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Weyerhaeuser Bids $5.3 Billion for Willamette Industries

November 14, 2000|PAUL THOMASCH | REUTERS

NEW YORK — Forest products company Weyerhaeuser Co. on Monday offered to buy rival Willamette Industries Inc. for about $5.3 billion in a deal that would create one of North America's top lumber producers.

The unsolicited takeover offer--which at $48 a share represents a 38% premium over Willamette's closing stock price Friday--comes as the industry has been hit with a softening economy as well as low prices and slumping demand for lumber.

At the same time, companies are experiencing a period of consolidation, including Georgia-Pacific Corp.'s offer last month to buy Fort James Corp.

Weyerhaeuser, based in Federal Way, Wash., purchased Trus Joist MacMillan and Canada's MacMillan Bloedel in the last 18 months, and now has its sights set on building its paper, container and wood products businesses with the acquisition of Willamette.

"This is a strategic opportunity for us to grow the company and focus in a changing industry," said Weyerhaeuser Chairman and Chief Executive Steven Rogel. "Consolidation is going on rapidly, and size matters today like it never has before."

But Willamette's board has yet to respond to Weyerhaeuser's latest takeover offer. Rogel said in a letter released to the news media that he first proposed a merger to Willamette President and Chief Executive Duane C. McDougall two years ago.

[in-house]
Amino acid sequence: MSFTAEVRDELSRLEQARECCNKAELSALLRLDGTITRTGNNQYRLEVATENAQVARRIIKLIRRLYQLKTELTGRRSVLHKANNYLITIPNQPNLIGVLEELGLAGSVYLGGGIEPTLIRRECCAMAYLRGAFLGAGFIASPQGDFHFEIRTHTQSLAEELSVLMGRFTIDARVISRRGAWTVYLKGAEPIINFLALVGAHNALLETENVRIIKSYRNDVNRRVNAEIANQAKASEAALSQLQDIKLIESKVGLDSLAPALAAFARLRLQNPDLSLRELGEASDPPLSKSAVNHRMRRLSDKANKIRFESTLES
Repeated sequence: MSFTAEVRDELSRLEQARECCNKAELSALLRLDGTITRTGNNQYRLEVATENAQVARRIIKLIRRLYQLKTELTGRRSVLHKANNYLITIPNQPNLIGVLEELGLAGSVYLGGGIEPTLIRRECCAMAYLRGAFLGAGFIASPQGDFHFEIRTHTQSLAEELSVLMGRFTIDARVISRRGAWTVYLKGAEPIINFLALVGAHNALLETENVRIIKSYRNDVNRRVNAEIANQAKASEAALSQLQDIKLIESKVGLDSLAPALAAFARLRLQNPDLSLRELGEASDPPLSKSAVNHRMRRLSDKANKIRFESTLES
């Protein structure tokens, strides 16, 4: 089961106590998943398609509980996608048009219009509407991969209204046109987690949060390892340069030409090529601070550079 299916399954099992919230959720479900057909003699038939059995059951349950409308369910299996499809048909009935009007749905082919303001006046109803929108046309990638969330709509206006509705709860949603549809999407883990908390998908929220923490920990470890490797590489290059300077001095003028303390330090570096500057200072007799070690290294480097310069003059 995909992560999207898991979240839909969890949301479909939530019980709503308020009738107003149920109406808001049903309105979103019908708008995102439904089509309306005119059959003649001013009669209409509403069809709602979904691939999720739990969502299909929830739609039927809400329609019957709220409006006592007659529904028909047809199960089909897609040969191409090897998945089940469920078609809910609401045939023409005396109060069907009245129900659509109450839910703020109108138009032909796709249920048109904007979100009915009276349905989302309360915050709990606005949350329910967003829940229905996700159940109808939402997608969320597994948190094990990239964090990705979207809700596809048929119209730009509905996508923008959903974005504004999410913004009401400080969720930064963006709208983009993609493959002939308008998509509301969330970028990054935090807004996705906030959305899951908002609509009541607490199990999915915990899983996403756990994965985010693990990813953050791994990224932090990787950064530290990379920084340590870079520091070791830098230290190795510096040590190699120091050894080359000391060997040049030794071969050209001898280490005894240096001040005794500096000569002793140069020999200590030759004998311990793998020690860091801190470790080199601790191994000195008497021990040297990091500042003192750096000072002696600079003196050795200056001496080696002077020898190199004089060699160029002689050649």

Portland, Ore.-based Willamette's directors met Thursday to examine the offer, but "failed to act" on it, according to Weyerhaeuser.

On Monday, Willamette confirmed it had received the offer, and informed Weyerhaeuser it was reviewing the deal.

"Willamette is continuing to review the proposal and will respond in due course," it said in a brief statement.

On the New York Stock Exchange, Weyerhaeuser shares slipped $1.19 to close at $41.69, while Willamette shares rose $11.19 to close at $45.94.

Rogel said he was confident the company's offer would be accepted, uniting what he called "two peas in a pod" with strengths in the Pacific Northwest and Southeast.

The combination could save about $300 million annually in costs by the third year, with very few job losses, according to Weyerhaeuser.

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